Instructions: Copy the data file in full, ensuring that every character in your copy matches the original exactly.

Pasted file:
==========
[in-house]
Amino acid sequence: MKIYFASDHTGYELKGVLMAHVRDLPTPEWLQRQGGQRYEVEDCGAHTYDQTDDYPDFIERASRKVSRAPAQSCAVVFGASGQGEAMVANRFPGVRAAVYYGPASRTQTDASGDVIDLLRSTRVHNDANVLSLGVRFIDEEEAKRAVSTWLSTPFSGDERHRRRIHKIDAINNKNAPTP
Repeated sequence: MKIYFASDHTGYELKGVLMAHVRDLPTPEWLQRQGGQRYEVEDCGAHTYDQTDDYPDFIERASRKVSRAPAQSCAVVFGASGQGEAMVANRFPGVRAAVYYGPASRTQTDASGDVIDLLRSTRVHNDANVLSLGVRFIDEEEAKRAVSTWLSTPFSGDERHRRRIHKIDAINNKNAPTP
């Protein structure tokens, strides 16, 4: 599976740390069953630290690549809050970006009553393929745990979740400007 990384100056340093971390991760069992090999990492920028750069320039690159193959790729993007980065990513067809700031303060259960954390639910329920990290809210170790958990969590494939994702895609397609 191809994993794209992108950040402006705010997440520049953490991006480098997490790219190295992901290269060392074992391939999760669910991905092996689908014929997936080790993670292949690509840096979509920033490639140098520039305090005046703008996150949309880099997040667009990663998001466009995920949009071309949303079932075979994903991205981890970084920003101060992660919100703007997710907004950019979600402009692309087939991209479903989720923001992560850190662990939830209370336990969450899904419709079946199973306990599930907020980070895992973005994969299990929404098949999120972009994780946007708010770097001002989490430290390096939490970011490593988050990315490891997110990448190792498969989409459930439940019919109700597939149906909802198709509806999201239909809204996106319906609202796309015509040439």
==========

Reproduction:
[in-house]
Amino acid sequence: MKIYFASDHTGYELKGVLMAHVRDLPTPEWLQRQGGQRYEVEDCGAHTYDQTDDYPDFIERASRKVSRAPAQSCAVVFGASGQGEAMVANRFPGVRAAVYYGPASRTQTDASGDVIDLLRSTRVHNDANVLSLGVRFIDEEEAKRAVSTWLSTPFSGDERHRRRIHKIDAINNKNAPTP
Repeated sequence: MKIYFASDHTGYELKGVLMAHVRDLPTPEWLQRQGGQRYEVEDCGAHTYDQTDDYPDFIERASRKVSRAPAQSCAVVFGASGQGEAMVANRFPGVRAAVYYGPASRTQTDASGDVIDLLRSTRVHNDANVLSLGVRFIDEEEAKRAVSTWLSTPFSGDERHRRRIHKIDAINNKNAPTP
């Protein structure tokens, strides 16, 4: 599976740390069953630290690549809050970006009553393929745990979740400007 990384100056340093971390991760069992090999990492920028750069320039690159193959790729993007980065990513067809700031303060259960954390639910329920990290809210170790958990969590494939994702895609397609 191809994993794209992108950040402006705010997440520049953490991006480098997490790219190295992901290269060392074992391939999760669910991905092996689908014929997936080790993670292949690509840096979509920033490639140098520039305090005046703008996150949309880099997040667009990663998001466009995920949009071309949303079932075979994903991205981890970084920003101060992660919100703007997710907004950019979600402009692309087939991209479903989720923001992560850190662990939830209370336990969450899904419709079946199973306990599930907020980070895992973005994969299990929404098949999120972009994780946007708010770097001002989490430290390096939490970011490593988050990315490891997110990448190792498969989409459930439940019919109700597939149906909802198709509806999201239909809204996106319906609202796309015509040439």